Even being “just a little late” is generally fatal as well.  If you arrive late for check-in at the audition table, you probably cause trouble for the Monitor.  You have to move up to the front of the line skipping ahead the actors who are on time or early for check-in – this counts as pissing off people (actors are people). “Who is she to jump to the front of the line?  I worked my butt of to get here on time and I’ve been standing in this line for half an hour.”  Now, the Monitor will have to deal with the pissed off actors, “Why did she get special treatment?”  When you actually get to speak to the Monitor, you will naturally be in a hurry because you’re “a little late.”  You need to know “right away” where the bathroom is and where you can warm up and where you can put your coat and bag so no one will steal it.  All those questions and a dozen more would probably have been answered if you had arrived early and stood in line for a half an hour and watched how everything was organized and proceeding.  You’re just a little late but you’ve got the Monitor “just a lot” pissed off at you, so he “cops an attitude” and talks to you like you were “some kind of child.”  Now you’re just a little late and pissed off as well.  This is not a story that ends well without divine intervention, which never happens.

You could also be Late In Your Head.  Usually, if you are Late in Time, you will be Late In Your Head – and rightfully so because you are indeed…late.  But you could also have gotten to the audition hall “later than you wanted to be.”  You are actually early – you could be hours early – but you are behind your schedule.  You need time to relax, go over lines, warm up your voice and body, put on your makeup, change clothes, make a phone call, staple your resume to your headshot (“Does anyone have a stapler??”) – but you are later than you wanted to be so you “have to hurry.”  Whether you have the time to do all the things you need to do or not, you think you don’t so you’re late in your head.

Regardless of what time it is or what day of the week, if you “have to hurry,” you’re late. When you have to hurry, bad things happen.  Buttons pop off blouses; coffee spills; you can’t find things you know you have; there’s a (way-too-long) line at the bathroom; your clothes don’t fit anymore; and you stop smiling.  Eventually, even when you are standing off stage waiting for your name to be called in plenty of time, you are still late in your head and trying to catch up.  This story doesn’t end well either.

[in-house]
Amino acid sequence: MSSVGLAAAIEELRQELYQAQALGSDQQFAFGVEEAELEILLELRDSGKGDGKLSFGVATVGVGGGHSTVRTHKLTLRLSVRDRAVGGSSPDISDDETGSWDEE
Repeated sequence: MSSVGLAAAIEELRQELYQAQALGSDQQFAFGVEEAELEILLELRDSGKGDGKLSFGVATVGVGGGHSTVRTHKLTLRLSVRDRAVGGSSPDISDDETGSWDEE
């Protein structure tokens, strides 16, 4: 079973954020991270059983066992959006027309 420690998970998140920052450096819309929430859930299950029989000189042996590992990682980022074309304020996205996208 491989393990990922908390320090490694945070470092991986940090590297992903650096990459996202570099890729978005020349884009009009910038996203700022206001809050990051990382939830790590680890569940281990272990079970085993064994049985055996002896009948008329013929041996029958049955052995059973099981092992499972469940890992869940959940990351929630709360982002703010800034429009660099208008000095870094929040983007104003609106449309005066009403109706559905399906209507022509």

Nothing beats being Late In Time and Late In Your Head quite as soundly as being Late Preparing.  If you arrive early and on schedule – in plenty of time to do your normal routine without pissing anyone off – but don’t know your lines or music, you are late in preparing for this audition.  If you are on time and know your lines but you haven’t practiced taking the hairbrush out of your purse enough for your scene, you are late.  If you don’t know where you are going to focus during your audition, you are late.  If you forgot your headshot or prop or costume piece, you are late.  Any time you are unprepared, you are late.  If you are unprepared, you know it and it makes you Late In Your Head.  If you arrive almost early enough to go back home and get your headshot, you’ll run a good chance of being late in time, your head and obviously in preparing.  You won’t be able to lie to yourself about being unprepared – you know very well you are under-rehearsed – and no amount of smiling will learn your lines for you.  Your only hope is to smile your way through the audition and “pretend,” which remarkably enough, isn’t really acting.  But it is a fatal mistake.

How do we know you are late?  Generally, and fatally, you tell us.  Sometimes you blurt out something in your introduction about being “a little late.”  Other times you explain it fully – so we can understand and appreciate the fact that in some way you are late.  And if you don’t tell us outright (for which you get a gold star), you tell us by what you do.  Often, you are out of breath and have no control over normal speech patterns or speed – you seem possessed by the Breath Monster.  We can almost hear your heart beating two hundred times a minute.  You have been and still are perspiring.  Your hair or clothing is out of place – and you know it so you try to make it better.  But you can’t.  And we see you try to make it better and we see you realize you can’t and we start to pick up on your breathing.  We see you unable to take the hairbrush out without fumbling; we watch you grope for lines; we see your eyes darting around the stage and audience like a fatally wounded…actor.  Even if you didn’t tell us we could see it when you walked on stage.  From your voice and manner and poor preparation we knew you were Late.  As Casting Directors, we don’t have hearts of course, so they can’t beat as fast as yours as we slowly turn your headshot over and put it on the “Not This Time” pile.

(Next: “Fatal Audition Child Two”)